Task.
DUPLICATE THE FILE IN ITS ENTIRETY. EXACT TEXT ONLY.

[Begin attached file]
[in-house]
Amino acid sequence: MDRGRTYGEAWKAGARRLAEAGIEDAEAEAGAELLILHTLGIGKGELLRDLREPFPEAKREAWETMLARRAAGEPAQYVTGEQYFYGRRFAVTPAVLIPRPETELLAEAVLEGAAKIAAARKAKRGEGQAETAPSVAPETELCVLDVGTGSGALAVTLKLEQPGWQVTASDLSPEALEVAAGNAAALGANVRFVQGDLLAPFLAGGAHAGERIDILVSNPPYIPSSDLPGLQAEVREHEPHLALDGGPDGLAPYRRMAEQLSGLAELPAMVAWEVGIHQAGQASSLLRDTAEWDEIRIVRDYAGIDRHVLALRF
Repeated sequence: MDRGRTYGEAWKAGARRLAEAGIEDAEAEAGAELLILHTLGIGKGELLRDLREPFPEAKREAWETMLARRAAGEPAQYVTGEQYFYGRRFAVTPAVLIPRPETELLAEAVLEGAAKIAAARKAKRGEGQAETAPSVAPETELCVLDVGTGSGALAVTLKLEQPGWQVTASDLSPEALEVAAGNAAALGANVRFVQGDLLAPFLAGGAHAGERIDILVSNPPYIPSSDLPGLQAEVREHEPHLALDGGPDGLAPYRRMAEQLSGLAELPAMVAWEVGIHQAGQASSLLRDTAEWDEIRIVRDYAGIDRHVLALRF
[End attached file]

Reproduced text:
[in-house]
Amino acid sequence: MDRGRTYGEAWKAGARRLAEAGIEDAEAEAGAELLILHTLGIGKGELLRDLREPFPEAKREAWETMLARRAAGEPAQYVTGEQYFYGRRFAVTPAVLIPRPETELLAEAVLEGAAKIAAARKAKRGEGQAETAPSVAPETELCVLDVGTGSGALAVTLKLEQPGWQVTASDLSPEALEVAAGNAAALGANVRFVQGDLLAPFLAGGAHAGERIDILVSNPPYIPSSDLPGLQAEVREHEPHLALDGGPDGLAPYRRMAEQLSGLAELPAMVAWEVGIHQAGQASSLLRDTAEWDEIRIVRDYAGIDRHVLALRF
Repeated sequence: MDRGRTYGEAWKAGARRLAEAGIEDAEAEAGAELLILHTLGIGKGELLRDLREPFPEAKREAWETMLARRAAGEPAQYVTGEQYFYGRRFAVTPAVLIPRPETELLAEAVLEGAAKIAAARKAKRGEGQAETAPSVAPETELCVLDVGTGSGALAVTLKLEQPGWQVTASDLSPEALEVAAGNAAALGANVRFVQGDLLAPFLAGGAHAGERIDILVSNPPYIPSSDLPGLQAEVREHEPHLALDGGPDGLAPYRRMAEQLSGLAELPAMVAWEVGIHQAGQASSLLRDTAEWDEIRIVRDYAGIDRHVLALRF